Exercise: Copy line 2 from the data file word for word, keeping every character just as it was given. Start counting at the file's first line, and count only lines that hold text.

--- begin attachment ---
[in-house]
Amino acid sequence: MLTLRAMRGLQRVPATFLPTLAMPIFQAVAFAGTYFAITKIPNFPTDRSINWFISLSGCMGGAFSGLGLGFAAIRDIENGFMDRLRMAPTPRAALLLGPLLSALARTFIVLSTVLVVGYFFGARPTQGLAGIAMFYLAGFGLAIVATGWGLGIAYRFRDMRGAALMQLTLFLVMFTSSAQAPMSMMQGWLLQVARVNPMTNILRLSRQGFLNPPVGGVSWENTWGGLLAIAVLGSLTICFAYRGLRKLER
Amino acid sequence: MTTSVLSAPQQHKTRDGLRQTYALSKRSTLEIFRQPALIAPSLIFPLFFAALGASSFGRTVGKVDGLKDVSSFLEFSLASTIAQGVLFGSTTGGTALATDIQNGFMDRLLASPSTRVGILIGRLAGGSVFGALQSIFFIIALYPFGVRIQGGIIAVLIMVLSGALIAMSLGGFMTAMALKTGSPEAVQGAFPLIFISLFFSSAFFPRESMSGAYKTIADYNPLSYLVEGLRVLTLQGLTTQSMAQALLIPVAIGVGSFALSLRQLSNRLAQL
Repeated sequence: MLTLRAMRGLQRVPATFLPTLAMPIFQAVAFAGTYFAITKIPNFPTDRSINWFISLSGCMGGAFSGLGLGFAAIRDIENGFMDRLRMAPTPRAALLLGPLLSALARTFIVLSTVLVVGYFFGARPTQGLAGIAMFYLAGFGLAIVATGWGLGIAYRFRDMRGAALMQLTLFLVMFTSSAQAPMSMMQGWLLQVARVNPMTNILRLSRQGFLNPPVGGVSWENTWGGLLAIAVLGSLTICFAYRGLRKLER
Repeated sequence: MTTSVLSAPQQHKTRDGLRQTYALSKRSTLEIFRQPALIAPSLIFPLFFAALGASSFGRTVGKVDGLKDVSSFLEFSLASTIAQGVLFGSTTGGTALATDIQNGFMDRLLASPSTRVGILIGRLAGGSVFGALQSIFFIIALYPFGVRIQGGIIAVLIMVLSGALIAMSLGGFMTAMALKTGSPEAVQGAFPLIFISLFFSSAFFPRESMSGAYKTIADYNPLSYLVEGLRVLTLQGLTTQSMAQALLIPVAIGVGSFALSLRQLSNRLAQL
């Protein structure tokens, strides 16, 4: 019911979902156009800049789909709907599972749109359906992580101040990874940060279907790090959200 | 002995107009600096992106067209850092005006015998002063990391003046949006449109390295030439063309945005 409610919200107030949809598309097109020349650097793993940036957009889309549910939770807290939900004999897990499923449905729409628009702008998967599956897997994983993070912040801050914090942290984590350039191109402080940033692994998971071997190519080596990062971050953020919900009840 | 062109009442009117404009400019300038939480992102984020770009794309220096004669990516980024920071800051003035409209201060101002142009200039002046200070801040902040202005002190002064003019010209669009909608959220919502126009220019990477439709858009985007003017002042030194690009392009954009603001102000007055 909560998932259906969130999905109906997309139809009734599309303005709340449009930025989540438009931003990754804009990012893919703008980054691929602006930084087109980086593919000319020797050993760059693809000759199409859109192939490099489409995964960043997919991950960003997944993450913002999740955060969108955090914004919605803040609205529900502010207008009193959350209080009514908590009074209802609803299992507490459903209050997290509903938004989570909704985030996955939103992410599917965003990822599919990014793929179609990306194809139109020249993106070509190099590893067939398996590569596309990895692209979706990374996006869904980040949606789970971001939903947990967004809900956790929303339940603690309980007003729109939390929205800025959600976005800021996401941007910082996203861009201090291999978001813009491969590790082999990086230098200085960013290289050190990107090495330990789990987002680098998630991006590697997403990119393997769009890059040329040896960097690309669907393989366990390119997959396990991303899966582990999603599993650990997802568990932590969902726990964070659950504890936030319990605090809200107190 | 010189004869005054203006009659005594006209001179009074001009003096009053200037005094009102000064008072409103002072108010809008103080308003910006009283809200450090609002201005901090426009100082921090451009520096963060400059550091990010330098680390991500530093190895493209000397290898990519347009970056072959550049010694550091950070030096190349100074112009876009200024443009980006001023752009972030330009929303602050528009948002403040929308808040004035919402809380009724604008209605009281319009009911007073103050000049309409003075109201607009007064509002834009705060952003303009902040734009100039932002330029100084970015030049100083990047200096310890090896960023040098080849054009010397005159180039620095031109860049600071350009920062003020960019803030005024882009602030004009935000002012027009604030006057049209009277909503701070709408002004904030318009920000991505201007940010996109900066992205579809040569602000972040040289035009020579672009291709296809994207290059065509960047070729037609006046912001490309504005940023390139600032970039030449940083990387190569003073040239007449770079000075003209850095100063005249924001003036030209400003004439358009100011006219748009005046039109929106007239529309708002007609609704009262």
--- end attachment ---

Amino acid sequence: MLTLRAMRGLQRVPATFLPTLAMPIFQAVAFAGTYFAITKIPNFPTDRSINWFISLSGCMGGAFSGLGLGFAAIRDIENGFMDRLRMAPTPRAALLLGPLLSALARTFIVLSTVLVVGYFFGARPTQGLAGIAMFYLAGFGLAIVATGWGLGIAYRFRDMRGAALMQLTLFLVMFTSSAQAPMSMMQGWLLQVARVNPMTNILRLSRQGFLNPPVGGVSWENTWGGLLAIAVLGSLTICFAYRGLRKLER